Local radio station uses airwaves to fight extremism in northern Syria

| Published on Al Monitor | 31 October 2017 |

A local radio station in Qamishli, in northern Syria, is helping the community overcome the suffering they endured under Islamic State

QAMISHLI, Syria — In a tiny room on the fourth floor of an unplastered brick house, Gandy Khalidee talks to his listeners over the airwaves in Syria’s northeastern city of Qamishli.

“Three, two, one — on air,” said Khalidee, the presenter of radio station Voice of Nas (Voice of Knowledge in Kurdish; Voice of the People in Arabic), also known as Von FM. “Did you support the national team during the last soccer match against Iran?”

Khalidee was referring to the controversial match Sept. 5 where Syria scored the tying goal in the 93rd minute, advancing Syria’s team into a playoff that could lead to a berth in the 2018 World Cup. The last-minute goal gave Syrians a reason to celebrate amid a six-year civil war that has left hundreds of thousands of people dead. (Syria, however, later lost the playoff series to Australia.)

“Is it possible to have a national reconciliation? This is the topic for today. Call or write us on social media,” Khalidee continued.

Von FM, a local online radio station, is combating religious extremism by broaching taboo topics. Giwan Teter, Zana Omar and Khosma Qado — a Turkmen, a Kurd and an Arab, respectively — launched the station in May, following the defeat of the Islamic State (IS) in nearby towns. The three received the help of Media in Cooperation and Transition, a German nonprofit organization that trained them and provided financial support.

Omar told Al-Monitor that they first came up with the idea for Von FM in 2010, but that they could not safely launch the station until the tensions in nearby areas decreased. They finally had their chance after the Democratic Union Party (PYD) and its military wing, the People’s Protection Units (YPG), took full control in 2012 of a large portion of northern Syria.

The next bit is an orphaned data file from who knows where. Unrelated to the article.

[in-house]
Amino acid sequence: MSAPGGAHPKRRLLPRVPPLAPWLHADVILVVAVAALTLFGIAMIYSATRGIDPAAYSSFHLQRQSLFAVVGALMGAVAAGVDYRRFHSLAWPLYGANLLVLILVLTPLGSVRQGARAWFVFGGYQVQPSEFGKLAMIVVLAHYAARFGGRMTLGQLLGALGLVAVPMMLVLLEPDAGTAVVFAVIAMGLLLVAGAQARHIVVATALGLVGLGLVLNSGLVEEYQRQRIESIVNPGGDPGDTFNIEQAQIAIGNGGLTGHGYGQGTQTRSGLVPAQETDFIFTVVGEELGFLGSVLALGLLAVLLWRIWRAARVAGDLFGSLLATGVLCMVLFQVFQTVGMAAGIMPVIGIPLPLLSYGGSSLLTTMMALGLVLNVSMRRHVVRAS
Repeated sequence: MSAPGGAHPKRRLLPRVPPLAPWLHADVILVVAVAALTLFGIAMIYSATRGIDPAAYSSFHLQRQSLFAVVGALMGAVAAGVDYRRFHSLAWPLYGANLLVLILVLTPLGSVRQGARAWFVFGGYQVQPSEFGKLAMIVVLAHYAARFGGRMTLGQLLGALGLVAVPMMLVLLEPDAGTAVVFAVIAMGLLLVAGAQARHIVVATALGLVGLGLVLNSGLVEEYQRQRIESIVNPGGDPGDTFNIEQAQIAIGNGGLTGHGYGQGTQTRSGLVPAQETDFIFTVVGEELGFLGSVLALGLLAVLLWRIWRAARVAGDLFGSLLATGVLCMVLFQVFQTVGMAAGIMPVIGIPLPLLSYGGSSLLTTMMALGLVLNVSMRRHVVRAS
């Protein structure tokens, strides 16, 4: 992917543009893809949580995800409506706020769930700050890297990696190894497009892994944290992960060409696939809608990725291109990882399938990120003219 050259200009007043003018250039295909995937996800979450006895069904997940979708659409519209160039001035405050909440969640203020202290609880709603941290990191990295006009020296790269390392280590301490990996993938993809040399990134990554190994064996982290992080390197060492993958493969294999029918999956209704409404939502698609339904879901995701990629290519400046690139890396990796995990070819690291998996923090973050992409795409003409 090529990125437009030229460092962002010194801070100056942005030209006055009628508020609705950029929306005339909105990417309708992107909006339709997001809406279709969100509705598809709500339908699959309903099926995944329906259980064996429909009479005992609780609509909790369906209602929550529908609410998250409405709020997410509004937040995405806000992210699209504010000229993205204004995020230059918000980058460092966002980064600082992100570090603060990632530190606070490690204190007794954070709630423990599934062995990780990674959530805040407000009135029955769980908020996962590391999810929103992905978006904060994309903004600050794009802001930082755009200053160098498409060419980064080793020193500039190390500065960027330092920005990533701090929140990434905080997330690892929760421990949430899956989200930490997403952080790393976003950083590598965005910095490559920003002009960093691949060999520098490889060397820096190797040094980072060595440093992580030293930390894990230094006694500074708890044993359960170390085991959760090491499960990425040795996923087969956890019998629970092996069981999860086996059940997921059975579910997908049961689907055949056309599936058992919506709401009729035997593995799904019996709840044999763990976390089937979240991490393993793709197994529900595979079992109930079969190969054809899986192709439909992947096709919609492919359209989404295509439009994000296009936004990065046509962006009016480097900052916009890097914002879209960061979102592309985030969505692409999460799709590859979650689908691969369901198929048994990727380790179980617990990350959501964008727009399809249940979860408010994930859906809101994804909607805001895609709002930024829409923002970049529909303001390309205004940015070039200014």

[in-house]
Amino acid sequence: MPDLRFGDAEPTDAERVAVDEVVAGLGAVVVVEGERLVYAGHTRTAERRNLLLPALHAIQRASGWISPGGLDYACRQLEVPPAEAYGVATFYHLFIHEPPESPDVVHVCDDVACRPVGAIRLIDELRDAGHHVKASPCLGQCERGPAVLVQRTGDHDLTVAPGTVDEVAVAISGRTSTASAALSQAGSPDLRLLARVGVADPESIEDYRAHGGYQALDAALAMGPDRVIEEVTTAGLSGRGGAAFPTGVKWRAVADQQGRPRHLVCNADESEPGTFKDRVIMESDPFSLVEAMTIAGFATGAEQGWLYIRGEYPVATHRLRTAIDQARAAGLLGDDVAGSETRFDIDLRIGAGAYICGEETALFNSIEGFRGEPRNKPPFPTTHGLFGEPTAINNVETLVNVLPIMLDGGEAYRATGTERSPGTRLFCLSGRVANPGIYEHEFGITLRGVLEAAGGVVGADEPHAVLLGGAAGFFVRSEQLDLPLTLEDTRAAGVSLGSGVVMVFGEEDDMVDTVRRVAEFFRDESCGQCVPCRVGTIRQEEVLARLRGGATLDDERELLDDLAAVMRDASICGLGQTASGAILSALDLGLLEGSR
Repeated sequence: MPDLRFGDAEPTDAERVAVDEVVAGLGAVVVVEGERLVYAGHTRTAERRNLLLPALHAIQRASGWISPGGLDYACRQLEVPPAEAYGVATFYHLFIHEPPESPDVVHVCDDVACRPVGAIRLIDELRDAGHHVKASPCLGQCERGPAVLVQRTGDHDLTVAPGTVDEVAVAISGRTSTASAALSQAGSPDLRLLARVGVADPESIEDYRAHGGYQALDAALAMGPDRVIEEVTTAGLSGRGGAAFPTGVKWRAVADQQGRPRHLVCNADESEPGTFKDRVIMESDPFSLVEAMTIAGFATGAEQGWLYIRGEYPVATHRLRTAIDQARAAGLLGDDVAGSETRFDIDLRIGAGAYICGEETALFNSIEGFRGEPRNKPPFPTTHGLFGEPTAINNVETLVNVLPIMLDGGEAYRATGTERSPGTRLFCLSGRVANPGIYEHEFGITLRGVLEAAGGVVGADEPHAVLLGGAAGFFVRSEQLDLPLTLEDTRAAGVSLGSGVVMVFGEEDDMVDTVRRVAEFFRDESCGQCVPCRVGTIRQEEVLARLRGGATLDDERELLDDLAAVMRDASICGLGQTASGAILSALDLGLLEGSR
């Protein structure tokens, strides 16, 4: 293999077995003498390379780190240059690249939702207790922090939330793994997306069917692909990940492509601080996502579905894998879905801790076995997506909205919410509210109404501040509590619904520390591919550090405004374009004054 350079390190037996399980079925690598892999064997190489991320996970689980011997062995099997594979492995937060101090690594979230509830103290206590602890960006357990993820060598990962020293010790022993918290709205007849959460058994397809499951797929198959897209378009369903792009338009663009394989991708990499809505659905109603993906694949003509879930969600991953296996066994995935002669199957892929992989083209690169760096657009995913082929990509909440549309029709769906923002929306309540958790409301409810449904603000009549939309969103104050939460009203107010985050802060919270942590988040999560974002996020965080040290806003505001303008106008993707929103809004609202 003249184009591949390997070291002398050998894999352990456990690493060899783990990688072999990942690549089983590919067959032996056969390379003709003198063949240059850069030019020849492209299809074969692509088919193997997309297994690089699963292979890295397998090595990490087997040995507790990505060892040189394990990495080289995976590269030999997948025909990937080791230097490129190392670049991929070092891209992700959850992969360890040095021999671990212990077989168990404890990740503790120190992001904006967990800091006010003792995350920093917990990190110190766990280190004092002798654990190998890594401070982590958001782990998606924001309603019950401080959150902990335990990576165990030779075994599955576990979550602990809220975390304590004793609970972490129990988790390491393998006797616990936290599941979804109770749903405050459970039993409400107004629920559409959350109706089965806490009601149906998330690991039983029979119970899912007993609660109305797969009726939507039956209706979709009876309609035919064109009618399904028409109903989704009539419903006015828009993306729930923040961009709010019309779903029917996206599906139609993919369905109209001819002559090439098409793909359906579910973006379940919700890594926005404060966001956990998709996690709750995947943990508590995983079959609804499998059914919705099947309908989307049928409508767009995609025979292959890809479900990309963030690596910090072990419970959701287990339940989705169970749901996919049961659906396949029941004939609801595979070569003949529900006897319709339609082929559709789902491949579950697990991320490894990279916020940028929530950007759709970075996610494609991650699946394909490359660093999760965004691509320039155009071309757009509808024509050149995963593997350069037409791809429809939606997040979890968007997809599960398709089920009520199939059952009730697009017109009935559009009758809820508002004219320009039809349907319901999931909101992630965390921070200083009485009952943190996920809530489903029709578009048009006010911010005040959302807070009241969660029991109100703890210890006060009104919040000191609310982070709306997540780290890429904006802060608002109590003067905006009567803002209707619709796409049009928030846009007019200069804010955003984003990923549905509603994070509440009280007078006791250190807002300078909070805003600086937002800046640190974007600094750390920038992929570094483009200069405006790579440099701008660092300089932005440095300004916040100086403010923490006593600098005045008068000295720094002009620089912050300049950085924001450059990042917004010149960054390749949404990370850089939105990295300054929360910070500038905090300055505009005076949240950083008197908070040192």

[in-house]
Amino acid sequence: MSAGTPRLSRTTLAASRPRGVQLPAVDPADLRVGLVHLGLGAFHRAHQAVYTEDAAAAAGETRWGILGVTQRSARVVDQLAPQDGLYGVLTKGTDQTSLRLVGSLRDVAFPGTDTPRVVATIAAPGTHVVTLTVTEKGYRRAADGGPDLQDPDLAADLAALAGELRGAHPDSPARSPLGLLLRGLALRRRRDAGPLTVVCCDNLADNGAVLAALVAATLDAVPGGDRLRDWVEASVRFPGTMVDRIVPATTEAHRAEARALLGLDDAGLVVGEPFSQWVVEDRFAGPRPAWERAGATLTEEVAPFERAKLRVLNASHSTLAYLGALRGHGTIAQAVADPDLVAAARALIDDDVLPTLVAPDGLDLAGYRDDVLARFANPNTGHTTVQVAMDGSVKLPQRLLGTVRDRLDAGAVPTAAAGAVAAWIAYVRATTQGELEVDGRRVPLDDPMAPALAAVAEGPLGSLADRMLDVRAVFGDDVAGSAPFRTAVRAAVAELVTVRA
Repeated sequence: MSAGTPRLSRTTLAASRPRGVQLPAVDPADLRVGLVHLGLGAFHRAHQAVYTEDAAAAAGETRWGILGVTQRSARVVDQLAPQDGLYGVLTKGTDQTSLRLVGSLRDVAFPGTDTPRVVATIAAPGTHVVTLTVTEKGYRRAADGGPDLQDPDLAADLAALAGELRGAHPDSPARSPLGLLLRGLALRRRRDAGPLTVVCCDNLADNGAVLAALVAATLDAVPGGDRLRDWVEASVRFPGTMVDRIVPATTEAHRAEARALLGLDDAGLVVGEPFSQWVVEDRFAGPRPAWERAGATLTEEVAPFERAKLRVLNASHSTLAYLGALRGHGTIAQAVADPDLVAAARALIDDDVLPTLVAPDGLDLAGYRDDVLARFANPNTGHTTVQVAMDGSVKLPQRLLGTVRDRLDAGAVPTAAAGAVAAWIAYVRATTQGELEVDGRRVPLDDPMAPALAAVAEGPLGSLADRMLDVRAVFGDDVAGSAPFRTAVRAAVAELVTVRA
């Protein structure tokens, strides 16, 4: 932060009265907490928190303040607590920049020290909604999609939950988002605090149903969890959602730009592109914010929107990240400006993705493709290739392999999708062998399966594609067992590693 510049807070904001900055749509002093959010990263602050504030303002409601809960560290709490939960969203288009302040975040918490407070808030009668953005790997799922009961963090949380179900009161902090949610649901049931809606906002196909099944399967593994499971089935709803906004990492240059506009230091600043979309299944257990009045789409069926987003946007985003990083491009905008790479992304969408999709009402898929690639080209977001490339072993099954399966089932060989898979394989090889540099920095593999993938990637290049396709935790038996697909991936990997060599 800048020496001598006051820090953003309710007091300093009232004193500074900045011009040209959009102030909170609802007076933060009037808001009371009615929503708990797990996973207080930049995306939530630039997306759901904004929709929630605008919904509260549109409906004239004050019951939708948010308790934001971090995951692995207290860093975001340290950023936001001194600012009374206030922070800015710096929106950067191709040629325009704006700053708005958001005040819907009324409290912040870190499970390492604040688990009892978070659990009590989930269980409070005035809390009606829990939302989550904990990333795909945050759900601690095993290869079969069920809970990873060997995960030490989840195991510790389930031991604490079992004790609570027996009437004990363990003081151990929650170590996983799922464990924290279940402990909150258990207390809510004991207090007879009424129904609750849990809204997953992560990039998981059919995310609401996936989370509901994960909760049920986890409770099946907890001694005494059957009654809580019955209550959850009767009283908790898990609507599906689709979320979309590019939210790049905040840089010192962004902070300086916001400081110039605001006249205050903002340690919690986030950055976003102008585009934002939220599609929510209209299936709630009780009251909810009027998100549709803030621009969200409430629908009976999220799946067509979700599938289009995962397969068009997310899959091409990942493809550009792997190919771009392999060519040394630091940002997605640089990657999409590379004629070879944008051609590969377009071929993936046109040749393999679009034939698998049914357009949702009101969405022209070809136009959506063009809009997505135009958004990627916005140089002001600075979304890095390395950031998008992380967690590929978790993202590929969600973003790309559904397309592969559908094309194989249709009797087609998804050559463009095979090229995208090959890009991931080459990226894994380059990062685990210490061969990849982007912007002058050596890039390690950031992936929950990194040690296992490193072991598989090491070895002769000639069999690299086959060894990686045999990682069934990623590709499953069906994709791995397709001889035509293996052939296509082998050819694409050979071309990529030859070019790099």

According to the United Nations refugee agency, UNHCR, more than 5 million people have fled Syria since 2011, searching for safety in Lebanon, Turkey, Jordan and Europe. Some 6.3 million Syrians are internally displaced and, as war continues, the massacres committed against civilians persist.

“I decided to stay [in Qamishli] to help my people — especially those who suffered from harsh conditions during the war — by launching this station,” Omar said. “Now that [IS] is gone, we have to stand up to radical beliefs and help people return to their normal lives.”

Francesco Diasio, the secretary-general of the World Association of Community Radio Broadcasters, told Al-Monitor that local radio stations can have a major impact on society when there is freedom of the press.

Following the 2011 Arab uprisings, a significant number of independent news websites and local stations have been established in the Arab world. The overthrow of some regimes in the region provided citizens with the opportunity to be involved in grass-roots projects, such as local radio stations, and contributed to freedom of expression.

“Local or community radio stations — which are free from trade constraints and politically independent — foster dialogue and social cohesion among young people and open new spaces of freedom, especially in a country such as Syria that is battered by war and repression,” Diasio said.